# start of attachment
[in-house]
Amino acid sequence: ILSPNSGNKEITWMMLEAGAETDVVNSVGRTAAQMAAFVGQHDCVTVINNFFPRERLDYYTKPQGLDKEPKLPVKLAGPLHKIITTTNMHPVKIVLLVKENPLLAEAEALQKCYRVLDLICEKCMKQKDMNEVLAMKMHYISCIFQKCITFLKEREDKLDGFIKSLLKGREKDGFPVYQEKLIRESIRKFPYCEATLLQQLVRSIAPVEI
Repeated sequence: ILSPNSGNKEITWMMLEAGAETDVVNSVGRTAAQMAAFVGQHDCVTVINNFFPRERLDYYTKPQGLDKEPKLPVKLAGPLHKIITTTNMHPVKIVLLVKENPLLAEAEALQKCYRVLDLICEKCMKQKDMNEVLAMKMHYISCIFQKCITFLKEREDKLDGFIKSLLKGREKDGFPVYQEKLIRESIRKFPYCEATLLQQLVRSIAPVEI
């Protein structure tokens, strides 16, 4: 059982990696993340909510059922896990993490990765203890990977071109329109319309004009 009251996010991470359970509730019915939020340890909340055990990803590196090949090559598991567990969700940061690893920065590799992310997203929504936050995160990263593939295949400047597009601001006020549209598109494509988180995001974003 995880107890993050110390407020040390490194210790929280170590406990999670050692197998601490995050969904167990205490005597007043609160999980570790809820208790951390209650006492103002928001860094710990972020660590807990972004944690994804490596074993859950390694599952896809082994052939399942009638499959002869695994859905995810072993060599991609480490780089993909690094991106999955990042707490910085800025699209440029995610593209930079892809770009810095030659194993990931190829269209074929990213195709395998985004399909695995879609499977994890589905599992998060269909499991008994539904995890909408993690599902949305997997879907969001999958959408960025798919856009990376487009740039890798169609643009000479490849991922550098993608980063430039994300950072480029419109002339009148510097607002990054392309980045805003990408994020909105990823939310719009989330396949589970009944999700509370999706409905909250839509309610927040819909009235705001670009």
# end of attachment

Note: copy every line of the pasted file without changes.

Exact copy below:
[in-house]
Amino acid sequence: ILSPNSGNKEITWMMLEAGAETDVVNSVGRTAAQMAAFVGQHDCVTVINNFFPRERLDYYTKPQGLDKEPKLPVKLAGPLHKIITTTNMHPVKIVLLVKENPLLAEAEALQKCYRVLDLICEKCMKQKDMNEVLAMKMHYISCIFQKCITFLKEREDKLDGFIKSLLKGREKDGFPVYQEKLIRESIRKFPYCEATLLQQLVRSIAPVEI
Repeated sequence: ILSPNSGNKEITWMMLEAGAETDVVNSVGRTAAQMAAFVGQHDCVTVINNFFPRERLDYYTKPQGLDKEPKLPVKLAGPLHKIITTTNMHPVKIVLLVKENPLLAEAEALQKCYRVLDLICEKCMKQKDMNEVLAMKMHYISCIFQKCITFLKEREDKLDGFIKSLLKGREKDGFPVYQEKLIRESIRKFPYCEATLLQQLVRSIAPVEI
């Protein structure tokens, strides 16, 4: 059982990696993340909510059922896990993490990765203890990977071109329109319309004009 009251996010991470359970509730019915939020340890909340055990990803590196090949090559598991567990969700940061690893920065590799992310997203929504936050995160990263593939295949400047597009601001006020549209598109494509988180995001974003 995880107890993050110390407020040390490194210790929280170590406990999670050692197998601490995050969904167990205490005597007043609160999980570790809820208790951390209650006492103002928001860094710990972020660590807990972004944690994804490596074993859950390694599952896809082994052939399942009638499959002869695994859905995810072993060599991609480490780089993909690094991106999955990042707490910085800025699209440029995610593209930079892809770009810095030659194993990931190829269209074929990213195709395998985004399909695995879609499977994890589905599992998060269909499991008994539904995890909408993690599902949305997997879907969001999958959408960025798919856009990376487009740039890798169609643009000479490849991922550098993608980063430039994300950072480029419109002339009148510097607002990054392309980045805003990408994020909105990823939310719009989330396949589970009944999700509370999706409905909250839509309610927040819909009235705001670009």